Coney Island’s councilman has introduced a bill to make it easier for lower-income property owners in high-risk flood zones citywide to get cheaper flood insurance.
The bill would help home and business owners more affordably protect their properties from more intense floods and hurricanes brought about by climate change, Councilman Mark Treyger (D–Coney Island) told this paper, claiming that his office found that 80 percent of homeowners who are required to buy flood insurance are overpaying.
“As we rightfully focus on the impact of resiliency and climate change and more frequent storms, we do also have to take into account affordability, and it’s very concerning when we learn that the majority of homeowners who already have flood insurance are overpaying,” Treyger said. “[The bill] is a win-win for homeowners who are still recovering from the worst storm in history as well as the increased risk that climate change poses to our community.”
Treyger’s bill would make the elevation certificates free for building owners in high-risk flood zones whose income does not exceed 115 percent of the area median income for households in the city, which is $87,860 for a two-family home and $109,710 for a family of four, according to the city Department of Housing Preservation and Development.
The Federal Emergency Management Agency requires property owners in high-risk flood zones — known as “special flood hazard areas,” which have a 1 percent or greater risk of flooding in any given year — to obtain an elevation certificate to prove their buildings are properly raised before they can buy the mandatory flood insurance required by Congress.
The certificates can save homeowners thousands of dollars on flood insurance over time by helping them secure the lowest possible premiums for their properties, but the purchase of the certificate itself can be anywhere from $800–$1,000, according to the city, making Treyger’s bill a potential boon to low- and moderate-income homeowners in flood zones.
Much of Coney Island lies in a special flood hazard area, according to the federal agency’s website, although many Coney Islanders and other residents of Treyger’s district already receive free certificates thanks to the Governor’s Office of Storm Recovery, the Center for NYC Neighborhoods, and the Neighborhood Housing Service — through a program which Treyger and Councilman Chaim Deutsch (D–Sheepshead Bay) pushed to expand throughout the southern portion of the borough last year.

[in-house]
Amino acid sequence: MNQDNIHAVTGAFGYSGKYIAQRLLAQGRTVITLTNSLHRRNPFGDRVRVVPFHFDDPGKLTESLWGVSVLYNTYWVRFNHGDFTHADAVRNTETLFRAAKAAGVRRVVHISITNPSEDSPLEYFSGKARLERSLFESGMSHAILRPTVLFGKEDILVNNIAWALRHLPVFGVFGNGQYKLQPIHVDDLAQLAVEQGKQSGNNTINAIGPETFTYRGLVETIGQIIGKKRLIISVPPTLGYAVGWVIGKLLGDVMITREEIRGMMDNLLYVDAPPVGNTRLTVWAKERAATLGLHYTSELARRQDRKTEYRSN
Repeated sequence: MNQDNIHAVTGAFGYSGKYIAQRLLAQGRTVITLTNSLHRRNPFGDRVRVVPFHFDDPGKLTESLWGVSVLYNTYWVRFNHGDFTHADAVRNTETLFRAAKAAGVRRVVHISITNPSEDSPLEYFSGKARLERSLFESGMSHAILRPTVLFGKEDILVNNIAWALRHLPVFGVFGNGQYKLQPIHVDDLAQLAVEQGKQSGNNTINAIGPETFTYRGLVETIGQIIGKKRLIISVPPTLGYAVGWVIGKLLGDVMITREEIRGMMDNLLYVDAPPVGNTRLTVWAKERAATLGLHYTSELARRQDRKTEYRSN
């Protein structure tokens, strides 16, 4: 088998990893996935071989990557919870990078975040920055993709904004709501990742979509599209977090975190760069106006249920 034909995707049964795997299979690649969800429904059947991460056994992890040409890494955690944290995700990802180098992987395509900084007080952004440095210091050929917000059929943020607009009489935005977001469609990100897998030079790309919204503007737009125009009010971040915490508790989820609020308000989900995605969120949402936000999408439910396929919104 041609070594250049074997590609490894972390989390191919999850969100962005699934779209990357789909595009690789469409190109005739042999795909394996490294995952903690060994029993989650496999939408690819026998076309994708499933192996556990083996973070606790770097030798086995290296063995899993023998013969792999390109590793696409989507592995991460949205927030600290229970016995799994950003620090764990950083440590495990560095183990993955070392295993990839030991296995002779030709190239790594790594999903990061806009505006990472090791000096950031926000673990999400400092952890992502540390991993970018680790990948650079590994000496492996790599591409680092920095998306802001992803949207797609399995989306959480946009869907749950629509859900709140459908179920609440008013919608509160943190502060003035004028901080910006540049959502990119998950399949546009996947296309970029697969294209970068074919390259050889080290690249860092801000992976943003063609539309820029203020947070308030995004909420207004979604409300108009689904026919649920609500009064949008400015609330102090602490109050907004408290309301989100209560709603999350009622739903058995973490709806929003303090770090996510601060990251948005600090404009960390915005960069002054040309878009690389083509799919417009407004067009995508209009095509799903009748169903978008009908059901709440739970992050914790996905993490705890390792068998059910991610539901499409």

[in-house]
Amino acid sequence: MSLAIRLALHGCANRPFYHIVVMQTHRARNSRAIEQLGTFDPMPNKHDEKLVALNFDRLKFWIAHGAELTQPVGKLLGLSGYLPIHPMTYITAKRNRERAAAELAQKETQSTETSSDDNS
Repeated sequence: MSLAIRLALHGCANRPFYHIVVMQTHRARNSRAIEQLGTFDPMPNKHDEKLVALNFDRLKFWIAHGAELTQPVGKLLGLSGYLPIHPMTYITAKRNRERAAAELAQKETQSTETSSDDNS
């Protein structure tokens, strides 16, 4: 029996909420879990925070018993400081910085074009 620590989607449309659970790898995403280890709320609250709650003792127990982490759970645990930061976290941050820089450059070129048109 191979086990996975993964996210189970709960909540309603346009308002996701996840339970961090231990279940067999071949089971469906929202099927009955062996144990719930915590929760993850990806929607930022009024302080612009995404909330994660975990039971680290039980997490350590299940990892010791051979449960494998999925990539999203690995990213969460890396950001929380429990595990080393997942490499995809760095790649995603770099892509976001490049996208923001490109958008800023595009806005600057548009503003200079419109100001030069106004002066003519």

But much of the waterfront in Dumbo, Downtown, Red Hook, and Sunset Park is also considered a high-risk zone, according to the federal agency. Plus, the Feds are again re-drawing flood maps, Treyger said, meaning even more New Yorkers could find themselves in nabes considered “special flood hazard areas,” causing their flood insurance premiums to shoot up.
The bill would become go into effect 120 days after becoming law, and Treyger said he would leave it to the city to determine which agency would preside over providing trhe certificates, not ruling out Build It Back.
Treyger said the bill supports Mayor DeBlasio’s long-stated goal of closing the city’s affordability gap and addressing the dangers posed by climate change.
“I believe that this bill aligns with the mayor’s message of addressing the affordability crisis in the city, and he has acknowledged time and time again of the increased risk of climate change and frequency of these storms,” Treyger said. “Judging by his own words and past initiatives, this should be a no-brainer, common sense piece of legislation to protect the most vulnerable residents of the city of New York.”